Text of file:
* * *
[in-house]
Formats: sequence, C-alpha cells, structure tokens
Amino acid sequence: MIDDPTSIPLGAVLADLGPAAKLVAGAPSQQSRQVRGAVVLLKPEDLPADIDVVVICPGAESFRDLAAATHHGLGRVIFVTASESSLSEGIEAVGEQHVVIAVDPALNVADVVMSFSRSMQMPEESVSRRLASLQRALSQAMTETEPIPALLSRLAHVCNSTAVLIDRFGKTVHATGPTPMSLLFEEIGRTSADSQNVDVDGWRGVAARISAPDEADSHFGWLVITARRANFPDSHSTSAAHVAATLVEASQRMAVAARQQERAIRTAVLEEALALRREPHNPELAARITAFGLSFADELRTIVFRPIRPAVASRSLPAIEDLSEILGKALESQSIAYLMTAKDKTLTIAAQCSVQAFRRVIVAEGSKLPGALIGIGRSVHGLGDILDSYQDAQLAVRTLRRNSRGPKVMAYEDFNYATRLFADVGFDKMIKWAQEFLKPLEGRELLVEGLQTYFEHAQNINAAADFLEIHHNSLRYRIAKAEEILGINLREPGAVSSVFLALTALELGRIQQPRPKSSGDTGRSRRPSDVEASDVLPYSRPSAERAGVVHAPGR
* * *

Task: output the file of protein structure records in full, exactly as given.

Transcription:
[in-house]
Formats: sequence, C-alpha cells, structure tokens
Amino acid sequence: MIDDPTSIPLGAVLADLGPAAKLVAGAPSQQSRQVRGAVVLLKPEDLPADIDVVVICPGAESFRDLAAATHHGLGRVIFVTASESSLSEGIEAVGEQHVVIAVDPALNVADVVMSFSRSMQMPEESVSRRLASLQRALSQAMTETEPIPALLSRLAHVCNSTAVLIDRFGKTVHATGPTPMSLLFEEIGRTSADSQNVDVDGWRGVAARISAPDEADSHFGWLVITARRANFPDSHSTSAAHVAATLVEASQRMAVAARQQERAIRTAVLEEALALRREPHNPELAARITAFGLSFADELRTIVFRPIRPAVASRSLPAIEDLSEILGKALESQSIAYLMTAKDKTLTIAAQCSVQAFRRVIVAEGSKLPGALIGIGRSVHGLGDILDSYQDAQLAVRTLRRNSRGPKVMAYEDFNYATRLFADVGFDKMIKWAQEFLKPLEGRELLVEGLQTYFEHAQNINAAADFLEIHHNSLRYRIAKAEEILGINLREPGAVSSVFLALTALELGRIQQPRPKSSGDTGRSRRPSDVEASDVLPYSRPSAERAGVVHAPGR